Jenny Hval collaborator Håvard Volden digs deeper into abstract sound in his own projects | Bleader

Friday, April 27, 2018

Jenny Hval collaborator Håvard Volden digs deeper into abstract sound in his own projects

Posted By on 04.27.18 at 06:00 AM

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click to enlarge Lost Girls (Håvard Volden & Jenny Hval) - LASSE MARHAUG
  • Lasse Marhaug
  • Lost Girls (Håvard Volden & Jenny Hval)

Ever since Norwegian singer and art-pop provocateur Jenny Hval released her gripping 2011 debut, Visceral (Rune Grammofon), her most important musical partner has been guitarist Håvard Volden, a staunch experimentalist who's helped realize her fizzy, ambitious pop. In her live performances she's usually accompanied by several wig-wearing women, and though Volden joins her too, often wearing his own wig, he tends to stand off to the side behind a mixing desk—Hval is the focal point, and he seems happy with that arrangement. In 2012 the two of them made a lovely, mostly acoustic album called Nude on Sand (Sofa), but its sparse, direct songs increasingly seem like an anomaly for both of them—insofar as artists so unpredictable can be characterized as having a "typical" approach.

Hval and Volden's new duo project, Lost Girls, doesn't sound too different from the work they've done together under Hval's leadership—it seems destined to serve as a clearinghouse for material that doesn't fit on her records. In early March, the duo released the two-track EP Freedom (Smalltown Supersound).

"Drive," which Hval has performed during solo performances, probes the ambiguities and inequities of gender and identity (familiar territory for her), combining her sweet-toned recitations and soaring melodies with coolly galloping beats, synth washes, and low-key electronic filigree. The other song, "Accept," gives Volden the spotlight: he made this mostly instrumental track four years ago, layering jagged guitar phrases, humid atmospheres, subtle clouds of white noise, needling synthesizers, Dag Erik Knedal Andersen's free-form drumming, and Hval's alternately soft and shrill wordless vocalizations into a constantly shifting soundscape that stretches for 11 minutes. You can check it out below.

The way the reverberant guitar fragments of "Accept" collide with its wild rhythms and noise reminds me of Volden's project Moon Relay, with fellow guitarist Daniel Meyer Grønvald, but he's also made recent work that's more abstract than either. In December he dropped In the Wake (Neither/Nor), a concise duo album with New York-based Italian drummer Carlo Costa, who has a strong proclivity for using friction instead of drumsticks—which Volden complements perfectly with his splintery acoustic picking.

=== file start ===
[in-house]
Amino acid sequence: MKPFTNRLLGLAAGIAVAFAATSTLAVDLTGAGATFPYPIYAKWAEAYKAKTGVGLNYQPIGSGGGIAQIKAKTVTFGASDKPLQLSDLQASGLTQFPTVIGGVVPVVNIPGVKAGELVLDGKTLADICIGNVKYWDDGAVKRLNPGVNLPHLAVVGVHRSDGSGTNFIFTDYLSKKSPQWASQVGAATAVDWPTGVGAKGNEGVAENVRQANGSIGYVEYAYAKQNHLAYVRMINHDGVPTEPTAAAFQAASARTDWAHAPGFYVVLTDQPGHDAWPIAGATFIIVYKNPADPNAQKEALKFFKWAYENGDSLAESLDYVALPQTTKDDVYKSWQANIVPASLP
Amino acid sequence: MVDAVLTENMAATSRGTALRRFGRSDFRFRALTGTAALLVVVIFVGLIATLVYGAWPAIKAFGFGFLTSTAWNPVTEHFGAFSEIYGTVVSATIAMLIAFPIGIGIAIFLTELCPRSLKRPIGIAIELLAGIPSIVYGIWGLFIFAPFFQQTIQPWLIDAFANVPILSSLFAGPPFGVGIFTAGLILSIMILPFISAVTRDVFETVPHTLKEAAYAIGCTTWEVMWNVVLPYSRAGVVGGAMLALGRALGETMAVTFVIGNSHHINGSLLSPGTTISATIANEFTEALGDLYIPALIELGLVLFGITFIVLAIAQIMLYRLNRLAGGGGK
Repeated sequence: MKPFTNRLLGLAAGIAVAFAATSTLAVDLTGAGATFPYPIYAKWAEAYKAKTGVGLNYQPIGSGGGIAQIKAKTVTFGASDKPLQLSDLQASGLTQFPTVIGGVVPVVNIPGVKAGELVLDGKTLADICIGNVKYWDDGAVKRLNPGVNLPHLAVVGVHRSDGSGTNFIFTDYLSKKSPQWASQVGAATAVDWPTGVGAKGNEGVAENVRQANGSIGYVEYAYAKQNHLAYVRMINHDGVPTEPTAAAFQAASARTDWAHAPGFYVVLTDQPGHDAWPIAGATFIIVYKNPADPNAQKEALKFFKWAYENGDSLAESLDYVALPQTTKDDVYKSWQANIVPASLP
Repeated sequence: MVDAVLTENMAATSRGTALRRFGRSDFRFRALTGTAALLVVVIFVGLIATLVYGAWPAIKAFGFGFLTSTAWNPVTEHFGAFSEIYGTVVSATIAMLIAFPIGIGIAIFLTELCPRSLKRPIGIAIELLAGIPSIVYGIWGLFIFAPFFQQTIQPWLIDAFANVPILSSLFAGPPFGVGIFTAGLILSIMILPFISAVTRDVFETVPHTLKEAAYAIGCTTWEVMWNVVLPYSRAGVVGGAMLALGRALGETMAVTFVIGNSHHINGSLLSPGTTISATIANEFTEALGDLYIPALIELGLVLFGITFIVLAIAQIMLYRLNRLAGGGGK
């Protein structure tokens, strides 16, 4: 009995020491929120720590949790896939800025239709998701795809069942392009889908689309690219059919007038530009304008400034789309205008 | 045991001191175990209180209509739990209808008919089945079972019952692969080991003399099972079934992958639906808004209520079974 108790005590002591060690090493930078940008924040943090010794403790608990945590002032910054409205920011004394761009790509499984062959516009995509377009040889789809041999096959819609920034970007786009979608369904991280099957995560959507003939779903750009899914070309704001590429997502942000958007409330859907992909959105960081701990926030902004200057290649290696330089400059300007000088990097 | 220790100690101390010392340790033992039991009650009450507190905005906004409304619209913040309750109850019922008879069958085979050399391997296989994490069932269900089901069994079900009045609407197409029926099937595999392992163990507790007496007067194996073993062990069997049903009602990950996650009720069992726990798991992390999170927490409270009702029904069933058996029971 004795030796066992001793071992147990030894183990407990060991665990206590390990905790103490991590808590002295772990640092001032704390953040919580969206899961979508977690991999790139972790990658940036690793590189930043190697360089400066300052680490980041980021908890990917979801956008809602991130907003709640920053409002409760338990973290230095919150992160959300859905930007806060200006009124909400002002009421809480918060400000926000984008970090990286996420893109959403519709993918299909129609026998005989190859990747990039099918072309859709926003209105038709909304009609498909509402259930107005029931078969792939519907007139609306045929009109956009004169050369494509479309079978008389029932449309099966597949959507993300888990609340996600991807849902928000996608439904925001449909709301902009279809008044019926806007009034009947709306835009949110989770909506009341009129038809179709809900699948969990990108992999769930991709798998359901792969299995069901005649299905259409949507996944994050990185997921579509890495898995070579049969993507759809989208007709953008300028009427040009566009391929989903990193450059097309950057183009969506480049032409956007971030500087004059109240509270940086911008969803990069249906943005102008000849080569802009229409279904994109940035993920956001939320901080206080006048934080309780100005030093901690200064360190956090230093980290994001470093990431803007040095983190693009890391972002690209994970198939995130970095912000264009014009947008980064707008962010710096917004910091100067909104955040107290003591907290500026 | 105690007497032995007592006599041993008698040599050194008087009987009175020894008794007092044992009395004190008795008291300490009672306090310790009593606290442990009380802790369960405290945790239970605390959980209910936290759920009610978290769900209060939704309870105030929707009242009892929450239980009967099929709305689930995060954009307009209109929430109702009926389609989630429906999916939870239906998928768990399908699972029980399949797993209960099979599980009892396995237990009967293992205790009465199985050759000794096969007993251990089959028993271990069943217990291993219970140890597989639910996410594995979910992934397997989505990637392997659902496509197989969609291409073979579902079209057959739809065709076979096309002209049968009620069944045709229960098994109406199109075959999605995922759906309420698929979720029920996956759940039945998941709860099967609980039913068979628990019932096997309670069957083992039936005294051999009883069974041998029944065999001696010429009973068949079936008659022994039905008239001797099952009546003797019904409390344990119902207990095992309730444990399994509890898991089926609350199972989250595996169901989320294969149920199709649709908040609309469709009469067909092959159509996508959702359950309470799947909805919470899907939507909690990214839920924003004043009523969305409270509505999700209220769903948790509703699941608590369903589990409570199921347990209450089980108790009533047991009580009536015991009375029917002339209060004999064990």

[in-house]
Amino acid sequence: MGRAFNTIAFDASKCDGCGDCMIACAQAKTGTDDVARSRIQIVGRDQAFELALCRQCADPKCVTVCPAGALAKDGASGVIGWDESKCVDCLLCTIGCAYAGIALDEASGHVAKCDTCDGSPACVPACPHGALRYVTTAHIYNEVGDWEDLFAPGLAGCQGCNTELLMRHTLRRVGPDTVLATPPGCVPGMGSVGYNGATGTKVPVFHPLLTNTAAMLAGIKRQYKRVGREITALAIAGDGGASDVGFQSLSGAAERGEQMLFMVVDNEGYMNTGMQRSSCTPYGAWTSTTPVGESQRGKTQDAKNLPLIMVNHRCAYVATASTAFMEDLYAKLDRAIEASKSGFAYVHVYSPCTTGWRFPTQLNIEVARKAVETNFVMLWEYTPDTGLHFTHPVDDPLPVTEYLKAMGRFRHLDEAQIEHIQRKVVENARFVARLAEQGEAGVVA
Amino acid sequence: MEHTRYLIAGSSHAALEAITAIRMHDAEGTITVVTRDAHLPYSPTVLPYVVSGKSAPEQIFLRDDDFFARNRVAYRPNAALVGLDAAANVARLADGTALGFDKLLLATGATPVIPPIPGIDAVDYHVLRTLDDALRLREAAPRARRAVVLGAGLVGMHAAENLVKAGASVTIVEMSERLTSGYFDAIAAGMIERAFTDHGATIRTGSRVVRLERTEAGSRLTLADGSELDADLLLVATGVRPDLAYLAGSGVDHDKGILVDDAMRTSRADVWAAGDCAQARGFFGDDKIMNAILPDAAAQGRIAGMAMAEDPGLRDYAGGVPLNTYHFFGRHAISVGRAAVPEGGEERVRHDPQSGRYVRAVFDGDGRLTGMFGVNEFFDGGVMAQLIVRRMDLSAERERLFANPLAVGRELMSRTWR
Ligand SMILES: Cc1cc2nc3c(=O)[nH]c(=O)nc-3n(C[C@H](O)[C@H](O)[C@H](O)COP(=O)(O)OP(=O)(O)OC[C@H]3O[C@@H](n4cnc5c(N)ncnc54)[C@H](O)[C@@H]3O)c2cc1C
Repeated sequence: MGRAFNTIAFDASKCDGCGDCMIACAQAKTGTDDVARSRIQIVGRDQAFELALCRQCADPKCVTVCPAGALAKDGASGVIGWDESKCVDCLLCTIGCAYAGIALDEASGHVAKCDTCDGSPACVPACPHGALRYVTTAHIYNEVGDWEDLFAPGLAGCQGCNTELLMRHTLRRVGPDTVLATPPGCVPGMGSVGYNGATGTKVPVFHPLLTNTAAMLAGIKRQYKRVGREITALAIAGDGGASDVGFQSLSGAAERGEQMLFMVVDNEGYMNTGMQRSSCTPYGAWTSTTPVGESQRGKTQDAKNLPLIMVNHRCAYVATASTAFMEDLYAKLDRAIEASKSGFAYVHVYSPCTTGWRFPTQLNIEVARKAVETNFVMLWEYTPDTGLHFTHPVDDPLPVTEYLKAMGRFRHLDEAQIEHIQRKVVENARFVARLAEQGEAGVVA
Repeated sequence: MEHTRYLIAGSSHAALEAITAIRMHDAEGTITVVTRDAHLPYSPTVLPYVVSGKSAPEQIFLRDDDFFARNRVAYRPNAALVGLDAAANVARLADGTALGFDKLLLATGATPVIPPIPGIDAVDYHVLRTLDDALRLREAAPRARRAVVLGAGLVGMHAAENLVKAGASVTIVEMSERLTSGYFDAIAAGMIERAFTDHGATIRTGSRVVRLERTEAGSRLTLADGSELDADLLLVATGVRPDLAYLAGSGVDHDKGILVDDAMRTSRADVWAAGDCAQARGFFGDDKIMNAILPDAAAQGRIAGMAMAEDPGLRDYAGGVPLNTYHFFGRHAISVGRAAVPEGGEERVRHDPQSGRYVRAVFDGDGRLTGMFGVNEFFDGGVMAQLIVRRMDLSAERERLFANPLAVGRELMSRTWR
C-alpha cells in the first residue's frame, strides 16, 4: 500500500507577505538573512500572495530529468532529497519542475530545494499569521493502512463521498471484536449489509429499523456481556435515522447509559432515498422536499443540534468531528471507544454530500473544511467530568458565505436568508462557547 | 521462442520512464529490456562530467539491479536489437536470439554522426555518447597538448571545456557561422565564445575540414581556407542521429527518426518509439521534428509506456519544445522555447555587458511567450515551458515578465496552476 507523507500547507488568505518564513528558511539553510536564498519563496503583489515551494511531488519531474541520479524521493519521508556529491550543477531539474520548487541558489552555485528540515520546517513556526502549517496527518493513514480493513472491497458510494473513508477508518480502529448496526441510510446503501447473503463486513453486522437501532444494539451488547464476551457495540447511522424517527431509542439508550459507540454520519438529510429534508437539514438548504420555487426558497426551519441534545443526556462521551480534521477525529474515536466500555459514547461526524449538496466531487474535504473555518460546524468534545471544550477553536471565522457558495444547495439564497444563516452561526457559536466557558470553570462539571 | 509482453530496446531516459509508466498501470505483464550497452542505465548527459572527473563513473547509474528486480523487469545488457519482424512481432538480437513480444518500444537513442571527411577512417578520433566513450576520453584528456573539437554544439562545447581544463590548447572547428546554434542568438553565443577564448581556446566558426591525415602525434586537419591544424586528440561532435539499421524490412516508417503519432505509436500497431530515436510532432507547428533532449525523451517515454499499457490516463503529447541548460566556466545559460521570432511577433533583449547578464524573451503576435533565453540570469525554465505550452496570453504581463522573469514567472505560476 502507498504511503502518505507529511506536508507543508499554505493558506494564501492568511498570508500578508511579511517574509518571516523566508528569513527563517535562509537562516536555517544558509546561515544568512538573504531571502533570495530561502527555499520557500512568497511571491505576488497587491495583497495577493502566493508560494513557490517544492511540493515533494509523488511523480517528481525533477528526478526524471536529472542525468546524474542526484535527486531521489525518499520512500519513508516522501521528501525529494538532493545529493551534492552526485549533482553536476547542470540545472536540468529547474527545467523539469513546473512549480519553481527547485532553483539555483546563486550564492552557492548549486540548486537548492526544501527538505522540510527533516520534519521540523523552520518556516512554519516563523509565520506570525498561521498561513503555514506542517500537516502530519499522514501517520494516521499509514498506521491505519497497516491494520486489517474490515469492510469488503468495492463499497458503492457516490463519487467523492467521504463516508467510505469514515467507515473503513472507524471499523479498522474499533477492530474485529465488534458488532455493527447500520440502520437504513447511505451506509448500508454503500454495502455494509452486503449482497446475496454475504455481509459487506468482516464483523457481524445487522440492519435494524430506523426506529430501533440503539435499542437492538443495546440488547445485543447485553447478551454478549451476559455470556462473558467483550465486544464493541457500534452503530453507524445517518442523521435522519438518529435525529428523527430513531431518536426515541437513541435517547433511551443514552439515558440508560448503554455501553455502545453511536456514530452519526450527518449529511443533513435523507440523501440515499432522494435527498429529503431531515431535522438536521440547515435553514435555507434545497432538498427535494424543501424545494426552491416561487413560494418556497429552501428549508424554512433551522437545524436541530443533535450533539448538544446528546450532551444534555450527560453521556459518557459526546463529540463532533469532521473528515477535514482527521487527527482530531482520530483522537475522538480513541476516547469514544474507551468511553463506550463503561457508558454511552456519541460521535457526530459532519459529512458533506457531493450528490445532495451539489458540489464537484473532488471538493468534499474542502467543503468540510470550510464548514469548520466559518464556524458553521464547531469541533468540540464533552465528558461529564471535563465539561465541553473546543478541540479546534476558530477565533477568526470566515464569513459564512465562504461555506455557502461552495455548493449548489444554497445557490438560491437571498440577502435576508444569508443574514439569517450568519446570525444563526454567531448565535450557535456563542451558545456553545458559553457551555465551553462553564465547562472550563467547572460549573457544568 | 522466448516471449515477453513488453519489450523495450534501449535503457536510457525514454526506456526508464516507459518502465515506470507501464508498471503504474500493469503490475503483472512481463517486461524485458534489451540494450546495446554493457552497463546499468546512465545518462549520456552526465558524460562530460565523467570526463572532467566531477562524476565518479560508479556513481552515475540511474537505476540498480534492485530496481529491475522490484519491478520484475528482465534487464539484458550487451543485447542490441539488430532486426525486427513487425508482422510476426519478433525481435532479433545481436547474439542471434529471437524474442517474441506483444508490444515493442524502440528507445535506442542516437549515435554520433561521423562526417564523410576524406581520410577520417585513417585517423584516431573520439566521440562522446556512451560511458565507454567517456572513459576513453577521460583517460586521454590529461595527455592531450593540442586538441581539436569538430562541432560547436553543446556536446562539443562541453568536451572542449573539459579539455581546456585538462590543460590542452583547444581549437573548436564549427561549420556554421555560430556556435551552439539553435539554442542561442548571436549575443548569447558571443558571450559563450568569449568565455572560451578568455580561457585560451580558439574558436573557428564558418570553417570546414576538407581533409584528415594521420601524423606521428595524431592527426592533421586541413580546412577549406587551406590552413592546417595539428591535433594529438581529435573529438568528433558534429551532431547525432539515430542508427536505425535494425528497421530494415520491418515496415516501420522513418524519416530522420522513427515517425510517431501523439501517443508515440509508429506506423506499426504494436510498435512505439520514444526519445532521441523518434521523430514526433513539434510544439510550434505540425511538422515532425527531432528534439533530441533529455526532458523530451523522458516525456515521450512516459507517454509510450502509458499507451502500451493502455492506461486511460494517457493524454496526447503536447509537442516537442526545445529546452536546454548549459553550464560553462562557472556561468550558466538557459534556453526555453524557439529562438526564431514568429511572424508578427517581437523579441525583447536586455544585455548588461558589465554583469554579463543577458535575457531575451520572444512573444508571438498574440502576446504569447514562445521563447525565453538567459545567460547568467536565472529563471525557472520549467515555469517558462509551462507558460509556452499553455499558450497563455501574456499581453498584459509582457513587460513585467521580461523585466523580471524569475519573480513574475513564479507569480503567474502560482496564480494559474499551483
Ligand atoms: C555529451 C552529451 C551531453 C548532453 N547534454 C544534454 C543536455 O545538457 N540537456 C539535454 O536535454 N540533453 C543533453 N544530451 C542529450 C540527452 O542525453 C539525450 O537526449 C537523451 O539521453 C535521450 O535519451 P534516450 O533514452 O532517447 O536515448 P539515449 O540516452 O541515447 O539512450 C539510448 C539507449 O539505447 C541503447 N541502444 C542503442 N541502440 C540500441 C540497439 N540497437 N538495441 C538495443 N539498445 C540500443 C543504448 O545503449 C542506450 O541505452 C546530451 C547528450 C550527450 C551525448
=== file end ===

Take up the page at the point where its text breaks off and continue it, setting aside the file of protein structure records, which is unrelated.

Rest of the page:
Costa rubs objects across the various surfaces of his drum kit, rings bells and strikes pieces of metal, and produces shimmering, vibrating tones by bowing the edges of his cymbals (you can hear this clearly on album opener "Awash," below). His playing provides a mobile canvas for Volden, who plays in a kind of post-Derek Bailey style, except with passages of wandering melody or conventional chords that Bailey would've avoided. The extended silences and woodblock-like pings on the sparse "Ripple" suggest a soundtrack to an off-the-rails Noh theater performance. In the Wake is inviting yet challenging, gently hypnotic yet vividly astringent, and injects its deliciously restrained frameworks with improvisational electricity.

My favorite of Volden's projects, the trio Muddersten, likewise makes extensive use of friction on its recent second album, Playmates (Sofa). The group also includes microtonal tuba player Martin Taxt and sound artist Henrik Olsson, who's credited with "objects, friction, piezo"—where "piezo" refers to a type of contact microphone, which he uses to capture the most microscopic of sounds. Volden contributes tape loops as well as guitar, which helps explain the lavalike flow of difficult-to-identify sounds in these four pieces.

The music is sumptuously fluid, despite its odd instrumentation: Taxt's rubbery low-end blubbering cradles bits of feedback, organlike drones, metronomic clicking, prepared guitar, and all manner of electronically manipulated scratching and rubbing. Picking out specific instruments is only possible here and there. The musicians collectively conjure shifting sound-worlds whose nubby textures and rich surfaces suggest tactile rather than aural sensations. These pieces are sometimes strangely serene, sometimes tensely fraught, as though balancing on edge and ready to collapse or explode any moment—but they never do. Muddersten make something out of almost nothing: their fiercely minimalist music blossoms with fascinating detail once you adjust to the superficial limitations of its ASMR-worthy sonic palette. Below you can hear the new album's opening track, "Private Pleasure 1."

Today's playlist:

Zbigniew Namysłowski Quartet, Zbigniew Namysłowski Quartet (Polskie Nagrania)
Rolf Lislevand, La Mascarade (ECM)
Spisek Szesciu, Complot of Six (Polskie Nagrania)
Christian Zanési, Grand Bruit/Stop! L'horizon (Recollection GRM)
Kuba Wiecek Trio, Another Raindrop (Polskie Nagrania)

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